WATCH: New legislation in Indiana has provoked outrage over accusations it allows businesses to discriminate against gays and lesbians on moral grounds. The national uproar is so great, Indiana’s governor has now promised make concessions. Jackson Proskow reports.
TORONTO – Indiana’s Religious Freedom Restoration Act – which seeks to support religious freedom by seemingly allowing for discrimination – likely wouldn’t be passed in Canada.
That being said, Canadian courts have had to deal with discrimination cases based on sexuality, gender, and religion. And they haven’t always sided on one side or the other.
But if the bill, as written, were transplanted into Canada, the law would effectively try to override provincial Human Rights Acts which prohibit discrimination based on gender and sexuality.
“It would become a flashpoint for constitutional debate,” Benjamin Berger, an associate professor at Osgoode Hall Law School said during an interview Tuesday.
Tension between what’s public and what’s private
Canadian courts generally try to find a balance between minority rights and religious rights.
“The two poles that are always in tension are… that religious freedom and religious equality is a strong commitment of our legal and constitutional frame but commitment to equal rights, commitment to human rights, commitment to equality is also,” Berger said.
“These cases are very much about the messiness of the line between private and public conduct.”
One notable case happened in Oshawa in 2002. Ontario Superior Court Justice Robert McKinnon ruled that Marc Hall, a student at a Roman Catholic high school, would be allowed to take his boyfriend to the prom.
There’s been other tests as well, including Catholic high schools attempting to ban gay-straight alliances, a teacher who was fired for changing gender, and the Vriend v. Alberta case in 1998 which forced the province to include sexual orientation in its human rights code.
Another case was settled much more recently. Loyola High School, a private, religious-based high school in Quebec recently tried to opt-out of the province’s Ethics and Religious Culture program, which required them to teach neutral lessons about various religions. The school argued they should be allowed to teach the course from the Catholic perspective.
A divided Quebec Supreme Court ruled on March 19 that the school would have to teach the course neutrally, except when teaching Catholicism.
“To ask a religious school’s teachers to discuss other religions and their ethical beliefs as objectively as possible does not seriously harm the values underlying religious freedom,” wrote Justice Rosalie Abella.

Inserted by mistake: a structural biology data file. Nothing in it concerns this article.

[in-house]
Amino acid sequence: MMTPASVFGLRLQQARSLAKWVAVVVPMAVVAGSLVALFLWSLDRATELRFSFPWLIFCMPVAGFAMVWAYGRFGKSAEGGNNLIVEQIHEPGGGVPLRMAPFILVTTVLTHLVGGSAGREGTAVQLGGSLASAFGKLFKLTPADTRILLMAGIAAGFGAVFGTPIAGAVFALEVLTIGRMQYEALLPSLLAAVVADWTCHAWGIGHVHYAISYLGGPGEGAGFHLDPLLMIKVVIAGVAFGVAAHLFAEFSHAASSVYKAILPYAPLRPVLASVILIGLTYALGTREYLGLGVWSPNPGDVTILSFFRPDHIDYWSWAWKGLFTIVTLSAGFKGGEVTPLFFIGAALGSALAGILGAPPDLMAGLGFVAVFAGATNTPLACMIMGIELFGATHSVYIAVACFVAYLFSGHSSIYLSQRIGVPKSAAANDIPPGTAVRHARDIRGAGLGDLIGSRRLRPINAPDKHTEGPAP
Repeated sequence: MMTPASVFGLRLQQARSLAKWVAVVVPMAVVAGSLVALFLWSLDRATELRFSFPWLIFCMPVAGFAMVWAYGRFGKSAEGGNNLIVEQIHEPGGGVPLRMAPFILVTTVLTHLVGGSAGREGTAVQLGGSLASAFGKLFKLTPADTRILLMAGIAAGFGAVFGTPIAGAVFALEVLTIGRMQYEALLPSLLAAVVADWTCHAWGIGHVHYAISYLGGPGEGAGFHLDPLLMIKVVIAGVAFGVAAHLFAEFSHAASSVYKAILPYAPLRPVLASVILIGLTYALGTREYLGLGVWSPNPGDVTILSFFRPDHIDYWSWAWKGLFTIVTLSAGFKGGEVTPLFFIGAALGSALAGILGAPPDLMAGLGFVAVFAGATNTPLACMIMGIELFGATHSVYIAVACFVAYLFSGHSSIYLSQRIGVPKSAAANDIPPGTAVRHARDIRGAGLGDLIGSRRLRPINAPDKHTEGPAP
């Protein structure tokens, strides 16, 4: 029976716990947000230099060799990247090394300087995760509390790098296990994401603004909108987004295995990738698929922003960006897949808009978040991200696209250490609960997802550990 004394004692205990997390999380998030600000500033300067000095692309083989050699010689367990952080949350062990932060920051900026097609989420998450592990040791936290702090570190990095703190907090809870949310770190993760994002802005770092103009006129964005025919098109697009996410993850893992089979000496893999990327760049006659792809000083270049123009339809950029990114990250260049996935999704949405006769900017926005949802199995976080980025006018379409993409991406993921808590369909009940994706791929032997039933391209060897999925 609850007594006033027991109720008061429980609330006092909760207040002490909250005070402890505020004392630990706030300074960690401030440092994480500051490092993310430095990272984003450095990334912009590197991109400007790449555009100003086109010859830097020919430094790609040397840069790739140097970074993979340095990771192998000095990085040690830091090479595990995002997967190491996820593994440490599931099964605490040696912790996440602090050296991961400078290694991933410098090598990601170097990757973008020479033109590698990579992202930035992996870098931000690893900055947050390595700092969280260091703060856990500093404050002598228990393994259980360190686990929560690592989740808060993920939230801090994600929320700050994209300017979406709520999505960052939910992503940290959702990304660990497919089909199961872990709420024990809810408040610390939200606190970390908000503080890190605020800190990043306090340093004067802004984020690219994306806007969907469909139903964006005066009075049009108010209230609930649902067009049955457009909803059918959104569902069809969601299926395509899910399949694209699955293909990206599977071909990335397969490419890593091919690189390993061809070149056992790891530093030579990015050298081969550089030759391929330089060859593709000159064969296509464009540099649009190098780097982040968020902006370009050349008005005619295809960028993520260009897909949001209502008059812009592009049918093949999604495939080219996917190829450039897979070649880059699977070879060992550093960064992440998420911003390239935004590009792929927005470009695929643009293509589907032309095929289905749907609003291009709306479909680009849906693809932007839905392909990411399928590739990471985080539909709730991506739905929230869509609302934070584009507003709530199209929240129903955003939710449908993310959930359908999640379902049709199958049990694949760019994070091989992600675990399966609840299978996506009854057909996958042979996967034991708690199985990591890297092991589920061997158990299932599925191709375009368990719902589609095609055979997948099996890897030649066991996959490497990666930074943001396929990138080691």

“But preventing a school like Loyola from teaching and discussing Catholicism in any part of the program from its own perspective does little to further those objectives while at the same time seriously interfering with the values underlying religious freedom.”
Religious rights for corporations
The Indiana law extends some religious rights to institutions and businesses, something that doesn’t generally happen in Canada.
“But there’s no sense in Canada that a private for-profit corporation in Canada has any claim to freedom of expression,” Richard Moon, a law professor at the University of Windsor said.
Moon said that if a florist in Canada were to deny service to a same-sex couple based on their religious beliefs, the florist’s argument would likely lose in court.
But some religious groups have been given rights in Canada, Moon said. He pointed to a 1984 case in British Columbia where a woman married a divorced man in a civil ceremony. She was fired from the private, Catholic school at which she worked. The courts upheld the school’s right to give preference to members of their own religion.
Why Indiana thinks it needs the legislation
Indiana’s Religious Freedom Restoration Act aims to prohibit laws that would “substantially burden” a person – which includes business, organizations, and institutions – from exercising their religious beliefs.
The bill has been met with harsh criticism with opponents alleging it allows businesses to discriminate against LGBTQ people.
Supporters of the bill have promised to clarify it, saying it wasn’t meant to exclude anyone.
Richard Moon, a law professor at the University of Windsor, said in an interview Tuesday that it’s important to know what motivated the American law. The legislation is very common in the United States and seeks to give people the freedom of expression they thought they had under their constitution after the Supreme Court said states could restrict religious freedom for legitimate reasons.
Canadian courts also grant the government the ability to restrict religious expression but they are also mandated by the Charter of Rights and Freedoms to do so as little as possible and justify it.
But it’s highly unlikely a similar bill would work in Canada – not only because it’s difficult to imagine a legislator trying to introduce it in the House of Commons – but also because Canada has layers of laws – including the charter – which protect against discrimination, Cheryl Milne, the executive director of the David Asper for Constitutional Rights said in an interview.
“It isn’t just because of the charter; it’s also because each province has human rights legislation that covers this as well. So that individuals and businesses are not to discriminate, and most of them, I think all now, have sexual orientation as one of the grounds for discrimination.”
– With files from The Canadian Press and The Associated Press